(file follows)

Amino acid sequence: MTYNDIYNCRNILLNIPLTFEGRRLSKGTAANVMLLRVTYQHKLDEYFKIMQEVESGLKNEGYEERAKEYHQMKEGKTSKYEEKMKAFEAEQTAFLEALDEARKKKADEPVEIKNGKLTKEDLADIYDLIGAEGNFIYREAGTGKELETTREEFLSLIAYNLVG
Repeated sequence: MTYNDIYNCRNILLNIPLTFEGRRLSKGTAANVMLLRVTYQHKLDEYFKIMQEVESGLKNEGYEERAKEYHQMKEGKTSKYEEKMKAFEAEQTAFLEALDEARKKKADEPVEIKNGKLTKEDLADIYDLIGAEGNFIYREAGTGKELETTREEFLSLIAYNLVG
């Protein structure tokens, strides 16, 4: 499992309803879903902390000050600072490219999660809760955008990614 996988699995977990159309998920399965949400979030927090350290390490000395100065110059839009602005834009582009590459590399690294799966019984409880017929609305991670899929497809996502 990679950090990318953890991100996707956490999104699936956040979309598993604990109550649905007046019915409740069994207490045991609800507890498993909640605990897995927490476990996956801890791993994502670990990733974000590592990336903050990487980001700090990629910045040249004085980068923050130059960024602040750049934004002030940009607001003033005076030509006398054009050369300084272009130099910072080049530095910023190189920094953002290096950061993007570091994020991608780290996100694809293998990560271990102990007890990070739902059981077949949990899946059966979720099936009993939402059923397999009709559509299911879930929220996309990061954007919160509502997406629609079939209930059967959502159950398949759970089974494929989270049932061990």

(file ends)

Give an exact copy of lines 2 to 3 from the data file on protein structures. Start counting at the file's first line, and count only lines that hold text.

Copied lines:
Repeated sequence: MTYNDIYNCRNILLNIPLTFEGRRLSKGTAANVMLLRVTYQHKLDEYFKIMQEVESGLKNEGYEERAKEYHQMKEGKTSKYEEKMKAFEAEQTAFLEALDEARKKKADEPVEIKNGKLTKEDLADIYDLIGAEGNFIYREAGTGKELETTREEFLSLIAYNLVG
């Protein structure tokens, strides 16, 4: 499992309803879903902390000050600072490219999660809760955008990614 996988699995977990159309998920399965949400979030927090350290390490000395100065110059839009602005834009582009590459590399690294799966019984409880017929609305991670899929497809996502 990679950090990318953890991100996707956490999104699936956040979309598993604990109550649905007046019915409740069994207490045991609800507890498993909640605990897995927490476990996956801890791993994502670990990733974000590592990336903050990487980001700090990629910045040249004085980068923050130059960024602040750049934004002030940009607001003033005076030509006398054009050369300084272009130099910072080049530095910023190189920094953002290096950061993007570091994020991608780290996100694809293998990560271990102990007890990070739902059981077949949990899946059966979720099936009993939402059923397999009709559509299911879930929220996309990061954007919160509502997406629609079939209930059967959502159950398949759970089974494929989270049932061990």